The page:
In 2014, a motley group of volunteers with HIV, led by a determined mother superior, was evicted from a home in Johannesburg run by the Sisters of Nazareth. The beautiful facility, replete with sprawling gardens, was in a poor, crowded neighborhood in South Africa’s largest city and had served thousands of migrants with HIV and AIDS. Following the eviction, the migrants whose lives they had saved found a padlocked door where they once received vital medications and where their support group met. Left with no more than a stapler, a filing cabinet, and a few plastic chairs, these volunteers scrambled to find a new space where they could continue providing services to the large number of international migrants living with HIV in Johannesburg’s inner-city. On a shoestring budget, they launched the Sister Mura Foundation (SMF). This paper examines the contemporary HIV and AIDS crisis in Southern Africa by telling the stories of the people who built organization and those who have sought support and community from it. We conduct roughly 50 in-depth, open-ended interviews with migrants about their experiences having and surviving HIV and AIDS in South Africa. We explore the role of the Catholic Church which, for a time, was the only nationwide organization in South Africa to provide healthcare, therapy, and information to migrants. As AIDS transitions in Southern Africa from a fatal illness to a chronic disease, we explore the continued need of migrants for health access.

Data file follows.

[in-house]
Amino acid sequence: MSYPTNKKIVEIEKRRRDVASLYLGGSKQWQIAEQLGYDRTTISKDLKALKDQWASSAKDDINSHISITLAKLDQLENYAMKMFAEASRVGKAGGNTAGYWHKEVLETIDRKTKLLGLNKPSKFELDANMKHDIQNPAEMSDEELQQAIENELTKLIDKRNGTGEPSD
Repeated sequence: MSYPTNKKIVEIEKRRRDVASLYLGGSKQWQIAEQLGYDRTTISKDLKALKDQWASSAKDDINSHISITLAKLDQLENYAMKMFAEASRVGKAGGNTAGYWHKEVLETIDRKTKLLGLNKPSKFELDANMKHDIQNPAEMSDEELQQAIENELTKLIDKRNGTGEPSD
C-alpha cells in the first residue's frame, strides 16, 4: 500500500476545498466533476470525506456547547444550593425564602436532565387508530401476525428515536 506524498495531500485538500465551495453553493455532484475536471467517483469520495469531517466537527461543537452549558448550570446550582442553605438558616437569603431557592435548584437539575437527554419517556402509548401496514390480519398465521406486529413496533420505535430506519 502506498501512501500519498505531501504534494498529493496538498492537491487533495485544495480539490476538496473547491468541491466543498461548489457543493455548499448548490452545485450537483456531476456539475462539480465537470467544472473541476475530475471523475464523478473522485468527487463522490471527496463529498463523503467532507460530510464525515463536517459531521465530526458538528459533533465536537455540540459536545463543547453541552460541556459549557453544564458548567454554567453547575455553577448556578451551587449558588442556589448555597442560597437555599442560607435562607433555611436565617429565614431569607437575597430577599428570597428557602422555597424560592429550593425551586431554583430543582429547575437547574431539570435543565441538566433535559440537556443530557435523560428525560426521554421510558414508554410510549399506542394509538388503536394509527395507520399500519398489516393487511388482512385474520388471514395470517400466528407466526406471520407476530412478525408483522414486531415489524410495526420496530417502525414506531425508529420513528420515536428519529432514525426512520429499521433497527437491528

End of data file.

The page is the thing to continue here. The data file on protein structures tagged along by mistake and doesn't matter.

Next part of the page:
Research Programs Director, CUNY Office of Research, City University of New York, New York, United States
Catholicism, Catholic Church, HIV and AIDS, Migrants, South Africa, Health
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